A child genius, William Mathis, graduated from high school at age nine. He is now studying to become an astrophysicist. His goal in life? He hopes to prove, through science, God’s existence.
By an odd twist of fate, Black Diamond resident Joe Zumek attended Black Diamond High School until the spring of 1943. He left to enlist in the Army during World War II, 27 months of duty. But he never received his certificate of graduation, a diploma. He is now 94 and will be 95 in December. While interviewing Joe to obtain some town history, the Black Diamond Historical Society became aware of the fact that to Joe, having not received his diploma was a major regret for him. The Society contacted Enumclaw School District Superintendent, Mike Nelson, since Enumclaw holds the academic records for Black Diamond. Although they searched the archives, they were unable to locate the diploma. In contacting the Department of Veteran Affairs they learned DVA has a program allowing them to issue the diploma in cases such as Joe’s.
At their board meeting, the Board of Directors for Enumclaw School District will now be holding a graduation ceremony in honor of Joe Zumek, who currently lives with his wife, Eileen, at Water Gardens in Maple Valley. The commencement exercise is set for Monday, Dec. 3 at 6:30 p.m. in Black Diamond Elementary School gymnasium.
Well-known as a pioneer family in Black Diamond, the Zumeks were business entrepreneurs. Three brothers, Joe, Tom and Frank once owned and operated the “big store” that was the original Pacific Coast Company Store. (Brother Louis was a civil engineer and Joe had a sister, Francis.) The brothers’ market was located on what is now a property gap between Black Diamond Museum and the Smoke House/Antique Store plats. Zumek Brothers Grocery had once been the coal mining company’s marketplace in the town of Lawson, owned then by Pacific Coast Coal. When Lawson mine closed following the 1910 explosion, the store was moved downhill to Railroad Avenue. In the late 1940’s, it was acquired and operated by the Zumeks, until 1963. During that time, the store’s safe, with all its cash and security holdings, customarily sat at the front of the store, where it was easily viewed by police. That safe now has permanent residence in the Black Diamond Museum. The store was torn down in 1963. The family then opened a new Zumek Brothers Grocery on Highway 169; the building that is now occupied by several merchants: Sahara Pizza, Black Bear Outpost, Food Mart, Oshio2 and Pawn Shop. At a later time, Frank operated a separate meat market behind Boots Tavern.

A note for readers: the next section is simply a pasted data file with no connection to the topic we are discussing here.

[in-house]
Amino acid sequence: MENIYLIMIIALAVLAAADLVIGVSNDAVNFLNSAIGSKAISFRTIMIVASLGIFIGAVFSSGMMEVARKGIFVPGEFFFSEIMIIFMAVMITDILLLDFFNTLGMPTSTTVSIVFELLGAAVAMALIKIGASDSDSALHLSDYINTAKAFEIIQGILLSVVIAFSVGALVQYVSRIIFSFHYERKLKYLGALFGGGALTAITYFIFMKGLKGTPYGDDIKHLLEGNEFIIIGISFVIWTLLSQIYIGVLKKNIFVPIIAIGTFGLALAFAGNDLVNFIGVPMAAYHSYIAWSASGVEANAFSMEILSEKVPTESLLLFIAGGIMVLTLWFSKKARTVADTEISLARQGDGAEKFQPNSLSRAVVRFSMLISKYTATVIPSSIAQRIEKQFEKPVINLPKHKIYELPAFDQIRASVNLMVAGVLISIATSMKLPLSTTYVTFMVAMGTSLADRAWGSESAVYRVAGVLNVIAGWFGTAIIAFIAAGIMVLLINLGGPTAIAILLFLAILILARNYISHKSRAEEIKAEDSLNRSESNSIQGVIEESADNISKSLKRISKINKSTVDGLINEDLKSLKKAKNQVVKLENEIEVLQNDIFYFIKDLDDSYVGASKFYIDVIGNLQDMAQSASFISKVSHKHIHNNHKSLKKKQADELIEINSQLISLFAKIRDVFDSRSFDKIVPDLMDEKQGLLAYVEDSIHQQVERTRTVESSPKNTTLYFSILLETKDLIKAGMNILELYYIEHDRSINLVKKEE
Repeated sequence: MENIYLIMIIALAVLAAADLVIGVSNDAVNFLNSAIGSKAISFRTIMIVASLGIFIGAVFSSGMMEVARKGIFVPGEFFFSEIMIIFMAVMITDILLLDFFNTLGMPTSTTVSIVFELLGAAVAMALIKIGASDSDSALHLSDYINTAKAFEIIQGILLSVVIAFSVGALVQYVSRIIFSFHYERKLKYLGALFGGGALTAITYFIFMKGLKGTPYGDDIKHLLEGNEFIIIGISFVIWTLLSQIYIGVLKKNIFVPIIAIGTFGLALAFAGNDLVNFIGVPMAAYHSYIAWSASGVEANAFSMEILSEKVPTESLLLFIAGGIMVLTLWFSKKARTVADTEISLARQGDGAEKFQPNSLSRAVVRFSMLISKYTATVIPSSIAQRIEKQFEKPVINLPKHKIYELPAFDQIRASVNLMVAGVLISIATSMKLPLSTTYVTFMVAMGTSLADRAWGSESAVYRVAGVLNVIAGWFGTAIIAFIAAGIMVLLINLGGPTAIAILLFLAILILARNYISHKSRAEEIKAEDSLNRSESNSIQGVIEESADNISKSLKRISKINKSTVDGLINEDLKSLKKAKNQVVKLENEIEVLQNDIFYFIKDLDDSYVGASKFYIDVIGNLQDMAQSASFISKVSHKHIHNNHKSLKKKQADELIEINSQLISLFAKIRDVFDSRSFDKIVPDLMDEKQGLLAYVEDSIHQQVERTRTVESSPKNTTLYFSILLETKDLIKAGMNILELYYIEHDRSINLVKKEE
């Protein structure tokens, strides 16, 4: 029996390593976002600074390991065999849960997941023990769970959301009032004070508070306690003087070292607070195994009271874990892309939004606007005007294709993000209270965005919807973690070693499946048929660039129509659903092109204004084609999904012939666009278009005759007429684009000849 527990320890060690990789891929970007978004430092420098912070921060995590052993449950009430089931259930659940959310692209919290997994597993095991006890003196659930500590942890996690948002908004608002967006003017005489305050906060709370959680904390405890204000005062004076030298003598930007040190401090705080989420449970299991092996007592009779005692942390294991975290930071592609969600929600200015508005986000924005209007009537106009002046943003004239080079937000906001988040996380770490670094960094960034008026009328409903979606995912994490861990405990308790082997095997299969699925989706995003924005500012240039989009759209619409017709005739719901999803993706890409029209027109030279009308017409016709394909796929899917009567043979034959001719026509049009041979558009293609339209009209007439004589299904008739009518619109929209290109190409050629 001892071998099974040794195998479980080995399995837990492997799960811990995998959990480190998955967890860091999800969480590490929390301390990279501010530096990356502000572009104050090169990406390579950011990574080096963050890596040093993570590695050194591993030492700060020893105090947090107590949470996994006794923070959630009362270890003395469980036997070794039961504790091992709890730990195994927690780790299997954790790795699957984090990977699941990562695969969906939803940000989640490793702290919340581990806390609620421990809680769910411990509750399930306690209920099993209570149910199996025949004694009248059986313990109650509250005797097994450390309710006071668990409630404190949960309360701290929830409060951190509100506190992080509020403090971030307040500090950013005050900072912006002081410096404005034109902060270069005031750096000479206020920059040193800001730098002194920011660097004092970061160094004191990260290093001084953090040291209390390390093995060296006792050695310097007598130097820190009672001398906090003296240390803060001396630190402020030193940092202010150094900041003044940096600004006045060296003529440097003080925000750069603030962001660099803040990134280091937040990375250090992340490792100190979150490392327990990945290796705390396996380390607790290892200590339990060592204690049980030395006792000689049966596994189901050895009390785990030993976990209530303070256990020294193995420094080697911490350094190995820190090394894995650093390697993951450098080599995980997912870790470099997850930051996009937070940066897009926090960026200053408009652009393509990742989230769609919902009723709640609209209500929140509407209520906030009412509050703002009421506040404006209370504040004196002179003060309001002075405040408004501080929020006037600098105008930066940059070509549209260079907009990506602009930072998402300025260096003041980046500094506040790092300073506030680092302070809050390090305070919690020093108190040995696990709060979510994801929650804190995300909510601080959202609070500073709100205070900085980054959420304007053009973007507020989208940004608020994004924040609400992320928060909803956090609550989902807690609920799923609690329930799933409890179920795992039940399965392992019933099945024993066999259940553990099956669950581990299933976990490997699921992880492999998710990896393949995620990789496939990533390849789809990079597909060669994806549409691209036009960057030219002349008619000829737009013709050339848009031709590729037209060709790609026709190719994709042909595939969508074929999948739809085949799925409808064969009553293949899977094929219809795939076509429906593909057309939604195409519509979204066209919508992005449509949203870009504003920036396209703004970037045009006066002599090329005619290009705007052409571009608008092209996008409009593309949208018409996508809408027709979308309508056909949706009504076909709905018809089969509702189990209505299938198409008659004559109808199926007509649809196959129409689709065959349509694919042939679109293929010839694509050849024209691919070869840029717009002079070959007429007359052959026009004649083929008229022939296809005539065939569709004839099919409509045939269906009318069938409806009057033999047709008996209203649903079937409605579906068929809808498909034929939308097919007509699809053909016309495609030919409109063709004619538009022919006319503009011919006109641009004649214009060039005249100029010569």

Keith Watson, Historical Society president, noted, “Joe and his wife have served our community for so many years, have been instrumental in the continuation of the Society, and have been long-time supporters of the Museum’s work. Those who’ve had the opportunity to sit and chat with him have found the wealth of his knowledge about Black Diamond and its history is remarkable.”
As Joe spent time sharing history, his personal story about a lost diploma became very familiar to friends. They initiated the search for the ubiquitous certificate. Historical Society board member and archivist, Dave Watson, along with treasurer, Sherrie Evans, were provided forms of request for a diploma by Superintendent Nelson. When they submitted the paperwork, along with conjunction with DVA, authorization of a diploma was complete. The elusive transaction that never occurred was on its way to a rightful owner.
It will now happen, 76 years late. Superintendant Nelson, along with the District’s board of directors, has arranged presentation of a diploma to Joe Zumek. On Monday, Dec. 3 at 6:30 p.m.,the general public is invited to witness this unique twist to tradition – the handshakes, cap and gown regalia, and the elation that usually accompanies an 18-year old graduate commemorating success. It will now celebrate Black Diamond’s success, Joe Zumek, age 94, an official high school graduate with a diploma to prove it.